Bilderburg and Aunty Beeb

The UK foreign secretary, William Hague, went on the BBC’s Andrew Marr show this morning and said that it was “fanciful” and “nonsense” to suggest that GCHQ (Government Communications Headquarters) had illegally worked with America’s NSA (National Security Agency) to spy on British citizens (here). Mr Hague is due to make a statement about it all tomorrow in Parliament. In the meantime, on Friday the Ministry of Defence issued a D Notice in an attempt to gag the British press (here). The reaction of the press to the NSA scandal has been, er, interesting. Most of the UK media have carried the story, although not prominently. The BBC even published a piece which trotted out a number of professors, all of whom said it was perfectly acceptable for mass surveillance to be carried out on the populations of the UK and USA (here); but, alas, the BBC has become yet another bloated and corrupt organisation. The Guardian, which was one of two newspapers to break the story, has continued to feature the NSA scandal at the top of its front page (what with D Notices knocking around, I’d love to be a fly on the wall of the office of the Guardian’s legal team).

The other newspaper to break the story brings us to the other side of the Pond, and of course it’s the Washington Post, a once revered home of journalism, and now, alas, a kind of schizoid nervous wreck. Last Thursday, the Post beat the Guardian by a matter of minutes in breaking the NSA PRISM story; but within 24 hours it had altered its copy, with no explanation to the readers, and backing down from its original sensational claims (here). At the time of writing, the Washington Post continues to feature the NSA story on its front page, yet it’s mixed in with what looks like government propaganda pieces. The same can be said of the New York Times. As for the rest of the US media, when they have reported the NSA scandal they’ve largely taken the line: “if you’ve got nothing to hide than there’s nothing to worry about”. Of course, none of these media organisations put this mass surveillance in the context of torture, extrajudicial killings and indefinite detention without trial; but that of course is because the US media are a large part of the problem.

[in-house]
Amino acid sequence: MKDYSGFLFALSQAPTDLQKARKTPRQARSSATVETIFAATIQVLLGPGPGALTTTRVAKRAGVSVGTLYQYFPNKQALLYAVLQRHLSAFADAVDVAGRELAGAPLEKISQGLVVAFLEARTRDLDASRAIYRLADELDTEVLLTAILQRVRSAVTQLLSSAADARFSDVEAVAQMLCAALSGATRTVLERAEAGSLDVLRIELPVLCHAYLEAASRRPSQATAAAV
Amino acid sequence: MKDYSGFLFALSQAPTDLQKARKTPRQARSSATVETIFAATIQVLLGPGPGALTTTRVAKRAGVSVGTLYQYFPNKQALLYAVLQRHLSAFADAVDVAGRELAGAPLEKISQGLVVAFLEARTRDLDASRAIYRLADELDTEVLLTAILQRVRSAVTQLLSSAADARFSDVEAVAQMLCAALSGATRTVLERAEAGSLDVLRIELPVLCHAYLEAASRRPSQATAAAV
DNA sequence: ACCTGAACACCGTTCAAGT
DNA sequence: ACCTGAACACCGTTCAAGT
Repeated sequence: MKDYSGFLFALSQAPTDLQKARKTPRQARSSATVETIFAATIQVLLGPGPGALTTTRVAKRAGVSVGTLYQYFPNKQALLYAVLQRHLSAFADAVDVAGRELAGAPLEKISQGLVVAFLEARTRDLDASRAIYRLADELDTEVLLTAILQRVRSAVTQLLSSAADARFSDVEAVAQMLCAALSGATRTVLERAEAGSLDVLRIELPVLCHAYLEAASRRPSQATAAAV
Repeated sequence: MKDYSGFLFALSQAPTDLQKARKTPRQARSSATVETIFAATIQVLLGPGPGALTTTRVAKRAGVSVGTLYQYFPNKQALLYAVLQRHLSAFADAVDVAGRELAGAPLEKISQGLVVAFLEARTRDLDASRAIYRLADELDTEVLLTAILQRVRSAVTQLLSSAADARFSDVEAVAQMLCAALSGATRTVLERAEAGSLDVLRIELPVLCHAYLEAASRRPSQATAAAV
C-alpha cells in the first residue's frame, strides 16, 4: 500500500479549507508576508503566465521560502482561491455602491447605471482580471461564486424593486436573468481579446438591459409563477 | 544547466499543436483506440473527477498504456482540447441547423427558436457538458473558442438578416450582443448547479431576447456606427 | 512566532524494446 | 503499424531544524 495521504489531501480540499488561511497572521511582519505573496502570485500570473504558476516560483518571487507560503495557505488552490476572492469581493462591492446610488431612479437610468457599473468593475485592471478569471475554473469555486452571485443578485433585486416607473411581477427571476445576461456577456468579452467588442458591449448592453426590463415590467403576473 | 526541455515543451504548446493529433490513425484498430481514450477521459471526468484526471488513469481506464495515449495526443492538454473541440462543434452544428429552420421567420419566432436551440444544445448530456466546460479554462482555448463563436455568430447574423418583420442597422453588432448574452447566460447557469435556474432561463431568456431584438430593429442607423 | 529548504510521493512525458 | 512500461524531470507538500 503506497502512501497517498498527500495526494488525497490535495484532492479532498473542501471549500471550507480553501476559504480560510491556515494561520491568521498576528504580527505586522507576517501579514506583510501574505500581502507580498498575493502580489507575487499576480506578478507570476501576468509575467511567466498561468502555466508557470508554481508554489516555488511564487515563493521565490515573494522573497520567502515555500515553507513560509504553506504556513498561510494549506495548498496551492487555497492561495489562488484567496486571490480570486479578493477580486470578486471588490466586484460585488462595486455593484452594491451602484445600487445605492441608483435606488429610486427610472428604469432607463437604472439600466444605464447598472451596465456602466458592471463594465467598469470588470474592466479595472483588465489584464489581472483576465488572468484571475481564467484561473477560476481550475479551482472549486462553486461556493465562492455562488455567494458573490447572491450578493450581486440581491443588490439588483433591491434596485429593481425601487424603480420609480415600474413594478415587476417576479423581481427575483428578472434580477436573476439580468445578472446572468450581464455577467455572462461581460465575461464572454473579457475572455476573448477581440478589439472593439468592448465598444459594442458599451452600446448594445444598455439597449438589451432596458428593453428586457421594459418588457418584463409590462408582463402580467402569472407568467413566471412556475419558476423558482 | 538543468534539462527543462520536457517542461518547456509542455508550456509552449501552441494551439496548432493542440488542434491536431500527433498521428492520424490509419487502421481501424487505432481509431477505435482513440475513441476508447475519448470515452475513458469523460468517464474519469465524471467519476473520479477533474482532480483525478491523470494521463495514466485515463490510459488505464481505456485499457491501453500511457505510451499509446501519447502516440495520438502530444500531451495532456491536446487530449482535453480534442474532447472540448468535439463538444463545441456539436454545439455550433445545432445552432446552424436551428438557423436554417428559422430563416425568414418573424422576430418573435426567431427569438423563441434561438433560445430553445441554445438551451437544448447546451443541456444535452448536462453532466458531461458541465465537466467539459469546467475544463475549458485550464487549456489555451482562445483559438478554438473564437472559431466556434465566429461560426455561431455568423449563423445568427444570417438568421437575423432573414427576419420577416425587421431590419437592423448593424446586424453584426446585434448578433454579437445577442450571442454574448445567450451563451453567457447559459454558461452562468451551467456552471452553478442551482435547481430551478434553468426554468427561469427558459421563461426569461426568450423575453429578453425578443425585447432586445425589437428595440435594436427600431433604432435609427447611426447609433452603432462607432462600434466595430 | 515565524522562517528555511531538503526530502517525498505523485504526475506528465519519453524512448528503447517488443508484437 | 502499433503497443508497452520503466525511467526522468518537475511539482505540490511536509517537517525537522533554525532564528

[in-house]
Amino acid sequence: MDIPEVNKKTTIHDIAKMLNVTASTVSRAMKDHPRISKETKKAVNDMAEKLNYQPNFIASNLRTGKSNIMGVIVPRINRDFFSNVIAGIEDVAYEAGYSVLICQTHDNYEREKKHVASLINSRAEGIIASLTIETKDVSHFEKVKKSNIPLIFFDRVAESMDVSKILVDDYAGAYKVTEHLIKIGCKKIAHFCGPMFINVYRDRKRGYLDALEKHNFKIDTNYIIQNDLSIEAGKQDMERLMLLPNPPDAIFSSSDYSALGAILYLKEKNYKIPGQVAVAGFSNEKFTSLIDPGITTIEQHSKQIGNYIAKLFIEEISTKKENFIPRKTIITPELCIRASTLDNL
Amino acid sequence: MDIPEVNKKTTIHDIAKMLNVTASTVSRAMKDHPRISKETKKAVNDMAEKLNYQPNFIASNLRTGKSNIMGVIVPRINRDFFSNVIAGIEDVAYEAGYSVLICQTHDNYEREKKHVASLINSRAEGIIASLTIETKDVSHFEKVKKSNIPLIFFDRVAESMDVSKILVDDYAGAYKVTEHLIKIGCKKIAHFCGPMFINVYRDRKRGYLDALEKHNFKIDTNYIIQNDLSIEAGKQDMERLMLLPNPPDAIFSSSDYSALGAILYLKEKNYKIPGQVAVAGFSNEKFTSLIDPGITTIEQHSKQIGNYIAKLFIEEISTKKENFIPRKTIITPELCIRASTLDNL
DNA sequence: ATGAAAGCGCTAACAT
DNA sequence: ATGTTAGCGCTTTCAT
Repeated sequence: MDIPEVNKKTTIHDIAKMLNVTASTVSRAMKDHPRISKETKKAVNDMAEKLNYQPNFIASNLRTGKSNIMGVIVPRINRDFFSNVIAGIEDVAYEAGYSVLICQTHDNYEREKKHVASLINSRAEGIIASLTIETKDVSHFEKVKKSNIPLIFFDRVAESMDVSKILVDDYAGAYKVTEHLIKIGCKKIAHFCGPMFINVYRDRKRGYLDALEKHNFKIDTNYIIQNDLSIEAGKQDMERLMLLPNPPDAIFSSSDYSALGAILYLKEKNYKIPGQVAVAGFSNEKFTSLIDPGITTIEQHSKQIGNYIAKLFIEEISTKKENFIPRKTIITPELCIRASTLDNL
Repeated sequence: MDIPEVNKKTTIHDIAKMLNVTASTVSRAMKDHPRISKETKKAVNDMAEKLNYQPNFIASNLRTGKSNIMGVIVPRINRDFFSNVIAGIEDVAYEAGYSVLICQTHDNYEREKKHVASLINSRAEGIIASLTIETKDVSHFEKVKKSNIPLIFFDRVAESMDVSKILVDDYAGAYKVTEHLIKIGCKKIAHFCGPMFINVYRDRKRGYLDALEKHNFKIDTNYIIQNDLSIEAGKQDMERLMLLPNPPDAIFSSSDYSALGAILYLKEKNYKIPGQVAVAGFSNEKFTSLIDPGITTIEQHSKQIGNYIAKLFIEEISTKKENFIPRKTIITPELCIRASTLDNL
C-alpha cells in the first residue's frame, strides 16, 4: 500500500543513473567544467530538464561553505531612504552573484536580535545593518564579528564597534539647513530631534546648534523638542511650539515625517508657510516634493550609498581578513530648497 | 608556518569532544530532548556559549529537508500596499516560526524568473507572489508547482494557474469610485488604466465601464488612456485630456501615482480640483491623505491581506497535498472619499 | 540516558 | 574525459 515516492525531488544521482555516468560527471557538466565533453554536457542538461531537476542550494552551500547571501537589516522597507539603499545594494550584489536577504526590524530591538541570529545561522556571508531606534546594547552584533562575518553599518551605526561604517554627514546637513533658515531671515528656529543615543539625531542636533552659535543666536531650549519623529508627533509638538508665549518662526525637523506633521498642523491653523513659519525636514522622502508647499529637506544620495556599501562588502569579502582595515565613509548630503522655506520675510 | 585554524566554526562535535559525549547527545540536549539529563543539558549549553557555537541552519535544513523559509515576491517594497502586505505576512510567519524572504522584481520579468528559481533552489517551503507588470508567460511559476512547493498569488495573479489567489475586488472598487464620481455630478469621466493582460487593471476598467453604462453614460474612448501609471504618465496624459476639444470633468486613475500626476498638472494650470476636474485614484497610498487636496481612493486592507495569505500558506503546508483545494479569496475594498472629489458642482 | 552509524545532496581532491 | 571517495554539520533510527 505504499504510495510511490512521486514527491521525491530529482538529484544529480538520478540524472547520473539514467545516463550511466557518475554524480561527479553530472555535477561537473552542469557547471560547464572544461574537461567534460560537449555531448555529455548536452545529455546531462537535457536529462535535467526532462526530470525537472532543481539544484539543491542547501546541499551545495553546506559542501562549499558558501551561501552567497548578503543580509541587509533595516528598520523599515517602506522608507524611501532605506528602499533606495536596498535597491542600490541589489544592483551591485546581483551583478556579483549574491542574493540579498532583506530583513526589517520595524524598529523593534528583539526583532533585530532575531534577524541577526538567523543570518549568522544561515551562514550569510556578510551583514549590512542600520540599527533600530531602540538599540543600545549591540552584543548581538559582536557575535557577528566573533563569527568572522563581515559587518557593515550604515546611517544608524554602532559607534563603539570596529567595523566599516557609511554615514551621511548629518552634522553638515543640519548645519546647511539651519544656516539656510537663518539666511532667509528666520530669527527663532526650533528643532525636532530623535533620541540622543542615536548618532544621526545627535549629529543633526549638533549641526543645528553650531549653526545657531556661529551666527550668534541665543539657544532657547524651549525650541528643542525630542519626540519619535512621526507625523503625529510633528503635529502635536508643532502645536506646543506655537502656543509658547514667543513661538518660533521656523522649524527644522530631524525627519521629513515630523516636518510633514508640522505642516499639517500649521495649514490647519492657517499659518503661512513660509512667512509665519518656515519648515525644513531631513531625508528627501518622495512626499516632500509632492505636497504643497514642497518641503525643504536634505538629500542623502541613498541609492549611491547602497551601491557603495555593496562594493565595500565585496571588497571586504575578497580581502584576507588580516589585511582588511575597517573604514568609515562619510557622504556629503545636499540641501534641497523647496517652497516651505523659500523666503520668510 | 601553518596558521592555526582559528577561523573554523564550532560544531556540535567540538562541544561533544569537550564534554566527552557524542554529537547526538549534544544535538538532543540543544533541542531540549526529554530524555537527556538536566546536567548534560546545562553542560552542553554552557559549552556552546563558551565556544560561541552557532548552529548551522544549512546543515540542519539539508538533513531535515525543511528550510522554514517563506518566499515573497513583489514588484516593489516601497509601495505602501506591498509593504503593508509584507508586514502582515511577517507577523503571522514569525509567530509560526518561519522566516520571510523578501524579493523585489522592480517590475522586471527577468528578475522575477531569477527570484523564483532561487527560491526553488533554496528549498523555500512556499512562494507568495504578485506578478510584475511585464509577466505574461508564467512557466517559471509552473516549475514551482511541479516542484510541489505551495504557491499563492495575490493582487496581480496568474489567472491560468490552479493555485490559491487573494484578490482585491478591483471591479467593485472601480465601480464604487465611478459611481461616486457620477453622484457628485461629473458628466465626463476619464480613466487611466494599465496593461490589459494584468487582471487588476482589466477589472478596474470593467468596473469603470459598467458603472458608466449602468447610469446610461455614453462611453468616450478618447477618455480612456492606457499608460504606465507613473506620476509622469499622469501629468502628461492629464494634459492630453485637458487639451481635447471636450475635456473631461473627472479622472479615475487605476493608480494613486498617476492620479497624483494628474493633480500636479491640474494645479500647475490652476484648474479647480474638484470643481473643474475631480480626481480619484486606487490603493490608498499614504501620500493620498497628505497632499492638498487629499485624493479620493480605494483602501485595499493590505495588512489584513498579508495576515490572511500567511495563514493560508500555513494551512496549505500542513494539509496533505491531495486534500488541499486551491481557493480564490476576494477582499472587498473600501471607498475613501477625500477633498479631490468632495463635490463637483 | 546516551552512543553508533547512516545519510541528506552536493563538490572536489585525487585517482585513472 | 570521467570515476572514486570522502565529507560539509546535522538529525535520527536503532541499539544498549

This brings me back to the BBC, who featured Alex Jones on their Sunday Politics show this morning. It’s an entertaining clip, not least because of the contrast between a crazy Texan conspiracy theorist and some urbane, calm Brits. Extremists like Jones totally discredit those of us who try to write about all this stuff in a logical manner; and when you do write about it, and try to get to the bottom of things, it is easy to become paranoid. The following BBC clip starts off with a 3 minute piece about the Bilderburg conference in Watford this weekend, then it goes into a studio interview with Alex Jones, which is the really hilarious bit. Over the next few days the shit’s going to hit the fan with regard to British Government involvement in the NSA scandal. Now, if I was being paranoid I could say that the BBC wheeled-in Alex Jones this morning in an attempt to rubbish those of us who are speaking out against unlawful mass surveillance, portraying us as wearing tin foil hats. Remember, if you’ve got nothing to hide than there’s nothing to worry about…

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